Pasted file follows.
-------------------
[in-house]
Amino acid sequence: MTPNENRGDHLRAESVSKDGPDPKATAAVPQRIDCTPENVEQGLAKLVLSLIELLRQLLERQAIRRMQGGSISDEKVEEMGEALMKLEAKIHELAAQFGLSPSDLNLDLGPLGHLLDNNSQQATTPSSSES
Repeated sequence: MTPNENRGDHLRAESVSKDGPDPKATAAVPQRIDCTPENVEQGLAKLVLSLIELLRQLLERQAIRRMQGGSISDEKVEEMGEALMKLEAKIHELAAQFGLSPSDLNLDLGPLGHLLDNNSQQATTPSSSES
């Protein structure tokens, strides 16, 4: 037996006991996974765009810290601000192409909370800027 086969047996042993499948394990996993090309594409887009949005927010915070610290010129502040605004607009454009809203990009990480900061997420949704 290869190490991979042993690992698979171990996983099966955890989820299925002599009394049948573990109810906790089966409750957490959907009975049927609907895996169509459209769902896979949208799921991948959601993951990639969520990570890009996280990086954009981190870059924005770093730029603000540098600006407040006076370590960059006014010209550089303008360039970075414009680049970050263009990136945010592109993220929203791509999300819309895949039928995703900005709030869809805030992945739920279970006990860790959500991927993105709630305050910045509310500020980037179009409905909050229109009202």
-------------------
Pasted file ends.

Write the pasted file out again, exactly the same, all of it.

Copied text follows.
[in-house]
Amino acid sequence: MTPNENRGDHLRAESVSKDGPDPKATAAVPQRIDCTPENVEQGLAKLVLSLIELLRQLLERQAIRRMQGGSISDEKVEEMGEALMKLEAKIHELAAQFGLSPSDLNLDLGPLGHLLDNNSQQATTPSSSES
Repeated sequence: MTPNENRGDHLRAESVSKDGPDPKATAAVPQRIDCTPENVEQGLAKLVLSLIELLRQLLERQAIRRMQGGSISDEKVEEMGEALMKLEAKIHELAAQFGLSPSDLNLDLGPLGHLLDNNSQQATTPSSSES
């Protein structure tokens, strides 16, 4: 037996006991996974765009810290601000192409909370800027 086969047996042993499948394990996993090309594409887009949005927010915070610290010129502040605004607009454009809203990009990480900061997420949704 290869190490991979042993690992698979171990996983099966955890989820299925002599009394049948573990109810906790089966409750957490959907009975049927609907895996169509459209769902896979949208799921991948959601993951990639969520990570890009996280990086954009981190870059924005770093730029603000540098600006407040006076370590960059006014010209550089303008360039970075414009680049970050263009990136945010592109993220929203791509999300819309895949039928995703900005709030869809805030992945739920279970006990860790959500991927993105709630305050910045509310500020980037179009409905909050229109009202």